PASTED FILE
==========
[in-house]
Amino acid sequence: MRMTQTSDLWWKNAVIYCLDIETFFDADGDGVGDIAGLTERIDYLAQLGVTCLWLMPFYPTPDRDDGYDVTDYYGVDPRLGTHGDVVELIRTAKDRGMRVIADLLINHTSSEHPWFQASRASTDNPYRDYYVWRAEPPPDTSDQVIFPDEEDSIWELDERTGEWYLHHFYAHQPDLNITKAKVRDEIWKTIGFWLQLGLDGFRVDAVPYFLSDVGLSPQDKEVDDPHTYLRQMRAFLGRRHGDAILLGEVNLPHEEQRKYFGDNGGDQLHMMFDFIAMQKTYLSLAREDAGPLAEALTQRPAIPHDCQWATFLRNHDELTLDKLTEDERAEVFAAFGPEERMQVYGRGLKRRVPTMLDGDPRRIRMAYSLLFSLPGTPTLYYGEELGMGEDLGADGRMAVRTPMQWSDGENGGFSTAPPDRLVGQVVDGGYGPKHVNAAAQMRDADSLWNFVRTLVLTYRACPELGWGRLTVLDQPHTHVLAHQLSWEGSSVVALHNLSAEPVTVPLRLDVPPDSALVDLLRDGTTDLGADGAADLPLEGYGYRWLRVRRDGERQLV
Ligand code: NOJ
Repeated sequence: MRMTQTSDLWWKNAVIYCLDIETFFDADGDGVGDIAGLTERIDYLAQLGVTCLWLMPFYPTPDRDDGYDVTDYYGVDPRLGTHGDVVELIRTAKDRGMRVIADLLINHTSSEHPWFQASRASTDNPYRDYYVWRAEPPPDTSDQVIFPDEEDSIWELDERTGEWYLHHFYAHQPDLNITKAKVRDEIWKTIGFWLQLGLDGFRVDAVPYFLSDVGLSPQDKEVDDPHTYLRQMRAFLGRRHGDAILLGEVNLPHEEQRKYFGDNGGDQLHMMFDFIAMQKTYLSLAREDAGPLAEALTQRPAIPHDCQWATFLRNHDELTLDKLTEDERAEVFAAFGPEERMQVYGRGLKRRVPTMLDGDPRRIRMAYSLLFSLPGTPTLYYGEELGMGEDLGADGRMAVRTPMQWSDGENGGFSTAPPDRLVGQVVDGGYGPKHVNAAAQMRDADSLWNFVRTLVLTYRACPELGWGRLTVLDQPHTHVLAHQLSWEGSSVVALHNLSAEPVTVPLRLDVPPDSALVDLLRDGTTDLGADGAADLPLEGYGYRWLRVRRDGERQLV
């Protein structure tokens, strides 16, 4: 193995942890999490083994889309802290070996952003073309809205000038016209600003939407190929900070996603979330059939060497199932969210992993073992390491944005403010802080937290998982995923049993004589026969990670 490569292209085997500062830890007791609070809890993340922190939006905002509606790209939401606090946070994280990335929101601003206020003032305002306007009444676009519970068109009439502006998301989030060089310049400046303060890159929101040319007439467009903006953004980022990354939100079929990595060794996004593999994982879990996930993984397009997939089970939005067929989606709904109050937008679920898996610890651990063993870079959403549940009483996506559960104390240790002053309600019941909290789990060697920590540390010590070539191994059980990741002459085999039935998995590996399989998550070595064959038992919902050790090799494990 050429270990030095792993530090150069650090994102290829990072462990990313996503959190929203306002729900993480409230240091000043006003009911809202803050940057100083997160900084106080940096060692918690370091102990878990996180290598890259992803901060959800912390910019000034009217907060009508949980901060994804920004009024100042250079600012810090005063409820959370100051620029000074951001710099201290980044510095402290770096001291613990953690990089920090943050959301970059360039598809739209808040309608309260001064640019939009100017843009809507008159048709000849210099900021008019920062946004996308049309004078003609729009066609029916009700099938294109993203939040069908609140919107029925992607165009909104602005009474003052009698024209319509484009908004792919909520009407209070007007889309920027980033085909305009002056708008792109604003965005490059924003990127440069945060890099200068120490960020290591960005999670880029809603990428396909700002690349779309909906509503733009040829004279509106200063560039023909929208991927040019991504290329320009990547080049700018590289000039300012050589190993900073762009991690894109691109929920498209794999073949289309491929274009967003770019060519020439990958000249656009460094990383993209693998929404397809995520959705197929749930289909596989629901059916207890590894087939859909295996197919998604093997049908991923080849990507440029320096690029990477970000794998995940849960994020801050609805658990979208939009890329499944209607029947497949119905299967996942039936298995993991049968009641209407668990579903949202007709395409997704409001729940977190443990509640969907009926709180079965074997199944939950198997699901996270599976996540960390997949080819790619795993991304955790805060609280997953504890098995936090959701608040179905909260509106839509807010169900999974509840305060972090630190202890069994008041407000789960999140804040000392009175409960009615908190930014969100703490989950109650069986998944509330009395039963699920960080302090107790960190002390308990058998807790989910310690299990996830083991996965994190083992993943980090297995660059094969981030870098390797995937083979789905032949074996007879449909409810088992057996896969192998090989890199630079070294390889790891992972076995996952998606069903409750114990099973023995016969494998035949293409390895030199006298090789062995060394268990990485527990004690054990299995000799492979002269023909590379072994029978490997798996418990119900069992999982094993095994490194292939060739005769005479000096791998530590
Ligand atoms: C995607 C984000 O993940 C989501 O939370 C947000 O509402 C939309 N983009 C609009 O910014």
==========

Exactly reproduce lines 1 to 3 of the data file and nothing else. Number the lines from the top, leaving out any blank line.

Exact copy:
[in-house]
Amino acid sequence: MRMTQTSDLWWKNAVIYCLDIETFFDADGDGVGDIAGLTERIDYLAQLGVTCLWLMPFYPTPDRDDGYDVTDYYGVDPRLGTHGDVVELIRTAKDRGMRVIADLLINHTSSEHPWFQASRASTDNPYRDYYVWRAEPPPDTSDQVIFPDEEDSIWELDERTGEWYLHHFYAHQPDLNITKAKVRDEIWKTIGFWLQLGLDGFRVDAVPYFLSDVGLSPQDKEVDDPHTYLRQMRAFLGRRHGDAILLGEVNLPHEEQRKYFGDNGGDQLHMMFDFIAMQKTYLSLAREDAGPLAEALTQRPAIPHDCQWATFLRNHDELTLDKLTEDERAEVFAAFGPEERMQVYGRGLKRRVPTMLDGDPRRIRMAYSLLFSLPGTPTLYYGEELGMGEDLGADGRMAVRTPMQWSDGENGGFSTAPPDRLVGQVVDGGYGPKHVNAAAQMRDADSLWNFVRTLVLTYRACPELGWGRLTVLDQPHTHVLAHQLSWEGSSVVALHNLSAEPVTVPLRLDVPPDSALVDLLRDGTTDLGADGAADLPLEGYGYRWLRVRRDGERQLV
Ligand code: NOJ